Again and again on my recent trip to the Middle East, both while walking along the Nile and while looking down upon this ancient river from high above, I saw this stark line that marked the end of the fertile lands and the start of Set’s land. That stark line represents a counter intuitive choice that faces every believer if he or she wants to choose the life God has for them.
The ancient Israelites lived in the lush Nile delta when God first came to them and told them to follow Him into the desert. God told them that if they stayed in their Nile-side home it would result in death for them, but, if they followed Him into the wilderness, it would mean life for them. For all the hardships they suffered in Egypt, it must have been hard for them to believe that the wilderness could lead to life.
But it did, and it did so because it was there, through all its severe challenges, that God shaped them to be His people. There He taught his people to trust Him, with the guarantee that in trusting him they would find the real purpose of life.
Our wildernesses today have the same meaning. The world seduces us with promises to “come and find life.” However, God says that the way of the world is the way of death. It is alluring, but its promises are ephemeral. As a Christian, you can always know that your wilderness, as impossible as it seems, is the place where God is shaping you and teaching you to embrace the true life that He has for you.
— Pastor Tom
Janet and I are back from the Middle East. We have finished two and a half weeks of touring through Egypt, Jordan, and Israel along with 41 other area pastors and spouses from the Christian Reformed denomination. The trip was so impactful it is hard to know how to begin to explain it. One thing that impresses me strongly as I reflect on the trip is that it was both like what I expected, and yet, surprising unlike what I had imagined it would be.
I expected the trip to be rigorous, and it was. The organizers had warned us to train hard in preparation. Once in the Middle East our leader repeatedly reminded us: “You are not tourists--you are investments.” We were there at someone else’s expense, and he intended to make sure we experienced everything we possibly could in the short time we had available.
Consequently, we walked—a lot. We walked in the dessert in 45 degree temperatures. We walked up mountains (notably, Mt. Sinai) and through valleys. My Fitbit device informs me that I set new personal records for steps walked in a single day (over 20,000) and for flights of stairs climbed in a single day (300).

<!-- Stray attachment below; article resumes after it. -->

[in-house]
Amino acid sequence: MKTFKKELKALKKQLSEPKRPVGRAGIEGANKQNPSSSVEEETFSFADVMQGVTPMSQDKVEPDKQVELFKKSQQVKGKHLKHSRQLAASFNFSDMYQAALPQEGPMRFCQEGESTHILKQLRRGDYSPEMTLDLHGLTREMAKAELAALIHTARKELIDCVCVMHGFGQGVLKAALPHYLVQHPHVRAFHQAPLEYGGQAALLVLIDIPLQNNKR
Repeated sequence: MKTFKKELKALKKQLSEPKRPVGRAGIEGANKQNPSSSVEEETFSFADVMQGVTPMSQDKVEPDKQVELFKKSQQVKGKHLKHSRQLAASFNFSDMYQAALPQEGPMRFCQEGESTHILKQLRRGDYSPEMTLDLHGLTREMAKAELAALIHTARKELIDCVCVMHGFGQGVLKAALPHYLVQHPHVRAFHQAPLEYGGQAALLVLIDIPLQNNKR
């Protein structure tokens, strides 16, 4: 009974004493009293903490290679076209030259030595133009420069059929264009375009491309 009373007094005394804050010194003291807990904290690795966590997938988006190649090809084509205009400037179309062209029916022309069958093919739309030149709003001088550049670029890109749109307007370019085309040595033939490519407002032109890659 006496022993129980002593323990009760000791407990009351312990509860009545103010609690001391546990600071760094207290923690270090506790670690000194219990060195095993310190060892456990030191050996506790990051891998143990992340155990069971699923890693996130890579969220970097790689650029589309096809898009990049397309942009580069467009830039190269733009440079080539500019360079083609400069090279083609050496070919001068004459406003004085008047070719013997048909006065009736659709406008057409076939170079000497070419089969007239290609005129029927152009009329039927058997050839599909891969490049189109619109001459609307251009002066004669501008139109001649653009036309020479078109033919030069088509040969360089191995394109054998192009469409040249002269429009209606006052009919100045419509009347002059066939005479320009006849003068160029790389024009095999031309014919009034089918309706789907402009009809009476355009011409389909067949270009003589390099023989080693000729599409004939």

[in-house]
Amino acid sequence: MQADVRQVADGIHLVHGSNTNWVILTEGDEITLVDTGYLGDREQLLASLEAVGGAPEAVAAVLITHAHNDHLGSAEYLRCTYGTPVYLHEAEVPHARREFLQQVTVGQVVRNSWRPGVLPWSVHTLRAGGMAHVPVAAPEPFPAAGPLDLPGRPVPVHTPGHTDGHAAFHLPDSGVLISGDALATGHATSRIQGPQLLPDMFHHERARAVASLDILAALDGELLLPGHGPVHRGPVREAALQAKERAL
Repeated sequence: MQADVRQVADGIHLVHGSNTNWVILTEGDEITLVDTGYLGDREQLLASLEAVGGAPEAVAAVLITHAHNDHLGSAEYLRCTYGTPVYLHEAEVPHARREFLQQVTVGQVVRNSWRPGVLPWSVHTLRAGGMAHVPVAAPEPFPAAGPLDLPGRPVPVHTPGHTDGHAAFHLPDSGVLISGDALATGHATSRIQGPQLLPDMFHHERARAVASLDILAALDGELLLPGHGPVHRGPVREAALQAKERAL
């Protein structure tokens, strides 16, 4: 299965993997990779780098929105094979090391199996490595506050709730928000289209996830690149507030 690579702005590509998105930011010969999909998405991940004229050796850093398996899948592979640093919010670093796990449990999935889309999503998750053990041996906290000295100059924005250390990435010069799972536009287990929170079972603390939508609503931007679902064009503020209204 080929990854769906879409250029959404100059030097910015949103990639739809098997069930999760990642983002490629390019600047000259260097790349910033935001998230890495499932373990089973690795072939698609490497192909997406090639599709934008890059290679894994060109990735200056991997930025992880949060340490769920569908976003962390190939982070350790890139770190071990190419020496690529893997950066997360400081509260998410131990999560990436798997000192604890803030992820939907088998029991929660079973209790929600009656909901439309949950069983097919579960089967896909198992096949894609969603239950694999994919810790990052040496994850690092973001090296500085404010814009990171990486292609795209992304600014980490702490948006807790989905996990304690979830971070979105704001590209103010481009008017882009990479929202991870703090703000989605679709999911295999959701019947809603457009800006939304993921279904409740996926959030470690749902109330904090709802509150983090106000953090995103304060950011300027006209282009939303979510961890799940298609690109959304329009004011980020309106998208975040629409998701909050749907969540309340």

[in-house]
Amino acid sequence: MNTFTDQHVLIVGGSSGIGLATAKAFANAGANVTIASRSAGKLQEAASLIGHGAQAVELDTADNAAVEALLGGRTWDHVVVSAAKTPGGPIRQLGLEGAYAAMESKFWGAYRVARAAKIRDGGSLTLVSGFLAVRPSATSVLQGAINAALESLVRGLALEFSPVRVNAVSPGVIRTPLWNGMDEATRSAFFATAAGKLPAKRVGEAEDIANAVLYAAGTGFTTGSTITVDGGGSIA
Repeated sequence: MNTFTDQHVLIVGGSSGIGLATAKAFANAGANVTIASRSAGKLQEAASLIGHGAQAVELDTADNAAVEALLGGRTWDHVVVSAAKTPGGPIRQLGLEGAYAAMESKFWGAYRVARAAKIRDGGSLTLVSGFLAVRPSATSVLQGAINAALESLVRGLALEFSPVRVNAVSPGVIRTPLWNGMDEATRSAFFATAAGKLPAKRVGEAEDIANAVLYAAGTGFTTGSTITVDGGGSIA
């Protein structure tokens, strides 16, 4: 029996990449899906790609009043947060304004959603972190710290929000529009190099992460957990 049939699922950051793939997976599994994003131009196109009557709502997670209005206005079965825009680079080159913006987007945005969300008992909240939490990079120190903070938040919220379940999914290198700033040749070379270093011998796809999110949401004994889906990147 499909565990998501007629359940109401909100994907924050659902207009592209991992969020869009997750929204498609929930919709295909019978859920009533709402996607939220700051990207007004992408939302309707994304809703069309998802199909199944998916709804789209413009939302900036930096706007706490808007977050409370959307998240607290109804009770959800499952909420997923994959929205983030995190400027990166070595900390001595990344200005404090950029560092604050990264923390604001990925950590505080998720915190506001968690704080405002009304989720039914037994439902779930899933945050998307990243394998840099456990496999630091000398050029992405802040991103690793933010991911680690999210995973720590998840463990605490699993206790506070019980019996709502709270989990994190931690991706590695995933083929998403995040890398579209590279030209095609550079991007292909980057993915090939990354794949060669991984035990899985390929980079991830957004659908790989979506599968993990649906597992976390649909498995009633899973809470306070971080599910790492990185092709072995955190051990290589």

Sometimes our leader asked us to walk even when there was no necessity to do so. Once, after a three hour trek to reach the mountaintop where Jesus may have experienced the transfiguration, our weary group was surprised to discover a road coming up the mountain from the other side. It was the road routinely used by tour busses to drop off passengers at the summit! When this discovery was pointed out to our leader, he said with a twinkle in his eye, “Well, who knew?” He then promptly led us down a precipitous descent on yet another face of the mountain.
So, with respect to its physical demands, the trip was what I expected it to be. However there was also a significant way in which this trip was completely unlike anything I had anticipated.
I thought I was going on a study trip, and it certainly was that, but it was so much more. Our leader did not always tell us exactly where we were going on any given day. We had a general idea, of course, but, at any point during a day he might announce “Come, let us go,” and then we would march off toward some unknown destination. He repeatedly asked us just to trust him. Sometimes he put us into unanticipated situations of challenge, and even risk, where we could only get through the experience by working together and relying on one another.
Slowly I came to see the method in his madness. We had not come to the Middle East merely to see sites and learn history. More important to the trip’s planners was that we should learn again what it means to be the people of God. The Old Testament children of Israel followed a pillar of cloud and fire not always knowing where it would lead them. Jesus’s disciples were also asked to follow their Rabbi in faith. In both cases God was teaching his followers to trust Him so that he could forge them into a certain kind of people—a people who obeyed Him and reflected His character.
We received this trip as a gift of sheer grace (extended through the godly vision and generosity of one couple, Ted and Joanna DeVries of the DeVries foundation). In that way too, the trip mimicked the Christian life. The invitation to follow God is also a gift of sheer grace.
Janet and I believe we have been given a trust, and we want to use this trip to benefit the whole church. We are trusting God to show us how to do that.
Come here for news on what is happening in Bethel Church from our Pastors.